So what did you want to be when you grew up? Were you even asked this question? Did you even wonder, or were you told to do this-and-this and become a so-and-so and fate was decided for you?
For me, growing up in the 90s, with limited access to a computer at first, made me marvel at the creation that a computer was. In the international school I was in, we had one Apple Macintosh computer. I didn’t really know the true applications of a computer back then, I would just play games and type stuff, and for me, that was the dream. I had learnt the term “computer programmer” and I wanted to be one. I was under the impression that computer programmers went clickety-click and did fun amazing things on computers all day.
Many years later, I was awakened from this dream when I realised that I absolutely hated math and had lost interest in computer science. By the time the awkward teenage years hit, I was still clueless as to what I wanted to do with my life. By then, my friends had already found their fortes, some in science, some in math, some in accounting, and some in their parents’ businesses. The only thing I was unfailingly good at, was writing stuff. I dabbled in poetry and short stories for fun, but the extreme pressures of laziness and well “life in general”, never allowed me to fully pursue it. I had never written for youth supplements in newspapers, which was very popular during my school days, and my first published work was for our school yearbook.
During A levels, I motivated myself enough to study English Literature, although language was the first choice, and surprisingly, as tough as it was, I quite enjoyed it. I found studying poetry cumbersome, but poured over the novels.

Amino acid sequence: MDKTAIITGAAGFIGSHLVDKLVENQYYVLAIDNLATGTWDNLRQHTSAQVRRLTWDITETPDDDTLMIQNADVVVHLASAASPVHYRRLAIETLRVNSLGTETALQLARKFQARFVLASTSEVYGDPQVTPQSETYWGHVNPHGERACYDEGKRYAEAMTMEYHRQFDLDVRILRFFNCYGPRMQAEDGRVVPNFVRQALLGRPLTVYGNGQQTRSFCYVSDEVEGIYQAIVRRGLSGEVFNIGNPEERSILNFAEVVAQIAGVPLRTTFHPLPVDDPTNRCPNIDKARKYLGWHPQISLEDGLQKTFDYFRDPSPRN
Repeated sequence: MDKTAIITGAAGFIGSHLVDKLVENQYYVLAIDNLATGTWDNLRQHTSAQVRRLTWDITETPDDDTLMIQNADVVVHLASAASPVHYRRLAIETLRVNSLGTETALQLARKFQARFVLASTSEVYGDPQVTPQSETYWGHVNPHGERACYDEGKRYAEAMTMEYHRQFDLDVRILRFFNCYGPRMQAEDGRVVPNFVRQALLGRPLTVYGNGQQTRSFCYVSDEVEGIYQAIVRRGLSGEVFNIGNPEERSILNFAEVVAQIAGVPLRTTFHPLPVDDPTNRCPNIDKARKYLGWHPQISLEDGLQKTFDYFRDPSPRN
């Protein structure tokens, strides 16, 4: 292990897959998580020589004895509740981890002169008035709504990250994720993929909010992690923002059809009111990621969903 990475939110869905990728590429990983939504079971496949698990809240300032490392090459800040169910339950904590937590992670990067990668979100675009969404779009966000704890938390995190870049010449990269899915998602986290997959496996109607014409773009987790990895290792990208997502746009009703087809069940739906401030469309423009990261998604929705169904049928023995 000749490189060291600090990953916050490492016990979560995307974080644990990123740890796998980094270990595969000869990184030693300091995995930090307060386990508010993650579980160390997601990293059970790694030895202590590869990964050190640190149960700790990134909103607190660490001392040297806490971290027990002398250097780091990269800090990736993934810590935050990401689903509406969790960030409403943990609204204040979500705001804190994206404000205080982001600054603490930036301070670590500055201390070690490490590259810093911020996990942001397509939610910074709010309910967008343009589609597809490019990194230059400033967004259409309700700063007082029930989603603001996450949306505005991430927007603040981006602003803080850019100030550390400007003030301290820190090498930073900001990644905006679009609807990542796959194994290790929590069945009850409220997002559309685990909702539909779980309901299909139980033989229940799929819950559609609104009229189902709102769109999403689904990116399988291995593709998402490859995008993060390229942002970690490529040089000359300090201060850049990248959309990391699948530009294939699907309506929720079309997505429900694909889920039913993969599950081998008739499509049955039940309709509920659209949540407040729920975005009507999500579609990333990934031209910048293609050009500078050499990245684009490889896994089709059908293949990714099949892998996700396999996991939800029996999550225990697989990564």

I’ve always had a love or hate relationship with my English teachers - they either loved me or hated me. I would stumble in late to my English Literature class sometimes (because I was busy playing all sorts of sporty goodness during free periods) and so one day my teacher looked at me sternly and murmured, “Just because you’re good doesn’t give you the right to do whatever you want!” I gulped down humble pie and smiled back sheepishly. Needless to say, (and much to my teacher’s dismay) I still proclaim my love for her in a dramatic manner whenever I see her!
Also during A levels, I started making announcements during assembly for various events and from there I overcame my fear of public speaking (one of the reasons why I could never do well in debates). It really helped when I started university, because I ended up earning a business degree and one of my majors was marketing, which required me to make a lot of presentations. I fell in love with presenting and ended up doing a lot of part time work in advertising agencies, hosting events and for a short while, even hosted a fashion-related show on TV (no Google won’t help). I figured the media line was for me, and opted to work in marketing and advertising related jobs after I graduated.
However, life had different plans for me. As you must already know from previous issues, I conceived soon after getting married, and didn’t get the chance to go back to work. I had Jellybean and had zero time to even think about a career of any sort. But I never stopped working in different ways - I taught students and did project based writing work that I could do from home. The money wasn’t much, but at least I had the satisfaction of not letting my brain remain useless and dry up like a forgotten prune.
Then when Jellybean was older, I started my masters, and decided to leave the world of business and venture into communication, because that felt like my true calling. In the middle of all this, the persona of The Bong Momma (which had been hibernating) finally broke through my wall of procrastination and that’s how this column came to be.
I knew I had finally found the right path for myself, after years and years of contemplation of what would become of me. The final strengthening aspect was when I returned to work, doing what I do best, writing and communication work for a development organisation.
When I think of my journey, and even the journey ahead, it astounds me as to how little we know ourselves and of what we can truly become and achieve. That little girl who once wanted to be a computer programmer is now something, and someone totally different.
No, that’s not wholly true. I’m still me, and I still dream and one day, I might just be the president...
Yes I can!